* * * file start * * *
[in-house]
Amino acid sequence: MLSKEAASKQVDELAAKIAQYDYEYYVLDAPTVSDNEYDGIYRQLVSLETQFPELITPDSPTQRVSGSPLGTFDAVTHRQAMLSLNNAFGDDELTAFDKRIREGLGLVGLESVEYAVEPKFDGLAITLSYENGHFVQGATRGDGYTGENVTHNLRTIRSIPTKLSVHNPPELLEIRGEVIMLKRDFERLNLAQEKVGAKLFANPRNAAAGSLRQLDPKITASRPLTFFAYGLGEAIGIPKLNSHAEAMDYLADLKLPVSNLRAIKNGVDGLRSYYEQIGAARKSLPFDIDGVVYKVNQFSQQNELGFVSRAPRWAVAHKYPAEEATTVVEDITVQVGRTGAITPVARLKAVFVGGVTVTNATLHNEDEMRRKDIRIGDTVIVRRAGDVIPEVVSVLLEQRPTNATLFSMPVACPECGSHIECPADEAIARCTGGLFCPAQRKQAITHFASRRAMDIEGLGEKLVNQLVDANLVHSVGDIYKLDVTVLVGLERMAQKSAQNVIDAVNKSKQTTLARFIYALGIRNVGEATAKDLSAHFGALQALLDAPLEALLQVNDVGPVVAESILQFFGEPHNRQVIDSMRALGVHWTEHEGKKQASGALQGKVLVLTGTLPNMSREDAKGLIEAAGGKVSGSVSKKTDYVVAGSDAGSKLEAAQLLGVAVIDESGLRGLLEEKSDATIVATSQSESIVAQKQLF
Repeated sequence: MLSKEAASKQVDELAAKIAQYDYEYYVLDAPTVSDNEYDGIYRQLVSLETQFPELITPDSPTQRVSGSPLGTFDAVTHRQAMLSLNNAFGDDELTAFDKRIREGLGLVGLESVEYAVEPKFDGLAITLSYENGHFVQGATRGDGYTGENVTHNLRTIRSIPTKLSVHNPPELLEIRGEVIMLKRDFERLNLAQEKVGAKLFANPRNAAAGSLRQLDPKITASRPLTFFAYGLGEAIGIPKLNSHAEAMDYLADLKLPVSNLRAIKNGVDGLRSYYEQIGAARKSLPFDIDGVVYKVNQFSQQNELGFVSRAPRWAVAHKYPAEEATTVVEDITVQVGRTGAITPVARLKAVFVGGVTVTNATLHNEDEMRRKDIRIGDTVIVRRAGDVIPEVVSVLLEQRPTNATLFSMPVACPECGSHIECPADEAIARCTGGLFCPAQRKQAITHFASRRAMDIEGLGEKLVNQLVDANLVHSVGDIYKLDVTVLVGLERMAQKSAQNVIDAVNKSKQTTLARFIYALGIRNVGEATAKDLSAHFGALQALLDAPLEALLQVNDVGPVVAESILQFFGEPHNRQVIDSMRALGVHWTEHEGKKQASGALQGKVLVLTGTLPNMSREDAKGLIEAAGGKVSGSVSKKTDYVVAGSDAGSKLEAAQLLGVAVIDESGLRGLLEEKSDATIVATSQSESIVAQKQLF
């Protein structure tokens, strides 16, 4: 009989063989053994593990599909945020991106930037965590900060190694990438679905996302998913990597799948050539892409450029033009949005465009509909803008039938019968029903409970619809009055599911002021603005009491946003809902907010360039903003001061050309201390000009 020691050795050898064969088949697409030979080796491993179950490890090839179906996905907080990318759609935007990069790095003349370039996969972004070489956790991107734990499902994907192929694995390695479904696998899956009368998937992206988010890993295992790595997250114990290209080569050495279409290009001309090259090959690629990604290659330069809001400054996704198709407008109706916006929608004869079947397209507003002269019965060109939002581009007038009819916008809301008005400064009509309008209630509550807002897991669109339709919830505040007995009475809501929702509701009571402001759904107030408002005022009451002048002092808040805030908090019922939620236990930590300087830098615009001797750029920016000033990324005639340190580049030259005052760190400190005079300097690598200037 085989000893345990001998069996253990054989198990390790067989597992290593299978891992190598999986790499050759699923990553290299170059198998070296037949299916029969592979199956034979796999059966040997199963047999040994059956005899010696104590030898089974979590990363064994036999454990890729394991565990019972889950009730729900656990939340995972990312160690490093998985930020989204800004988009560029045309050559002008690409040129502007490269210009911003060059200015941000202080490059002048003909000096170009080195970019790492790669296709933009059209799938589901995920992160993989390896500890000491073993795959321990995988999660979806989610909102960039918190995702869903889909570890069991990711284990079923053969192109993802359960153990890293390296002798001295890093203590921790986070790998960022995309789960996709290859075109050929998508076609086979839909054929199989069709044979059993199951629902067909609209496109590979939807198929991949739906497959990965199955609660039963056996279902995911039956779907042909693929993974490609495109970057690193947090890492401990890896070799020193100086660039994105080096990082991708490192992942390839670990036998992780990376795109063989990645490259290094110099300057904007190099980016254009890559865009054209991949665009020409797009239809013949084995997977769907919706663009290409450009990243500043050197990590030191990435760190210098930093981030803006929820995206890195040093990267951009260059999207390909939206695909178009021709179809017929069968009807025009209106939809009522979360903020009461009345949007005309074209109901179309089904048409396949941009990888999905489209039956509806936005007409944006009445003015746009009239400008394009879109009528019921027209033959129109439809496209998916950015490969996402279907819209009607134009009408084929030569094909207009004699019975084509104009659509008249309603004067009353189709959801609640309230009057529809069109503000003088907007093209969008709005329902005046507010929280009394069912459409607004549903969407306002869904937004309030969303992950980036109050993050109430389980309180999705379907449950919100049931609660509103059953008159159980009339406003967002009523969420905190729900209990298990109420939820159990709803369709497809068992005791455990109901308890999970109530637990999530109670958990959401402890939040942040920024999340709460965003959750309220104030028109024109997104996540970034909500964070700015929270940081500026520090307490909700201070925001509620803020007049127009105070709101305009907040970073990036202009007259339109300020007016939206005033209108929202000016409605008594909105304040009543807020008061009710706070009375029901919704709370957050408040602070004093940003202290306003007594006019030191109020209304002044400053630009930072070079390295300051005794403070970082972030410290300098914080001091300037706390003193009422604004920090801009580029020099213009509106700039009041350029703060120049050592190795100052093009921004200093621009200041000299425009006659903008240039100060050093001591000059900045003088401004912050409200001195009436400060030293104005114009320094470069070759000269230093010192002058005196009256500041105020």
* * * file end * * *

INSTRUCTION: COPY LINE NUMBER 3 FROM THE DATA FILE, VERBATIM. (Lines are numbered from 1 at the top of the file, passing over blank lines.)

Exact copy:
Repeated sequence: MLSKEAASKQVDELAAKIAQYDYEYYVLDAPTVSDNEYDGIYRQLVSLETQFPELITPDSPTQRVSGSPLGTFDAVTHRQAMLSLNNAFGDDELTAFDKRIREGLGLVGLESVEYAVEPKFDGLAITLSYENGHFVQGATRGDGYTGENVTHNLRTIRSIPTKLSVHNPPELLEIRGEVIMLKRDFERLNLAQEKVGAKLFANPRNAAAGSLRQLDPKITASRPLTFFAYGLGEAIGIPKLNSHAEAMDYLADLKLPVSNLRAIKNGVDGLRSYYEQIGAARKSLPFDIDGVVYKVNQFSQQNELGFVSRAPRWAVAHKYPAEEATTVVEDITVQVGRTGAITPVARLKAVFVGGVTVTNATLHNEDEMRRKDIRIGDTVIVRRAGDVIPEVVSVLLEQRPTNATLFSMPVACPECGSHIECPADEAIARCTGGLFCPAQRKQAITHFASRRAMDIEGLGEKLVNQLVDANLVHSVGDIYKLDVTVLVGLERMAQKSAQNVIDAVNKSKQTTLARFIYALGIRNVGEATAKDLSAHFGALQALLDAPLEALLQVNDVGPVVAESILQFFGEPHNRQVIDSMRALGVHWTEHEGKKQASGALQGKVLVLTGTLPNMSREDAKGLIEAAGGKVSGSVSKKTDYVVAGSDAGSKLEAAQLLGVAVIDESGLRGLLEEKSDATIVATSQSESIVAQKQLF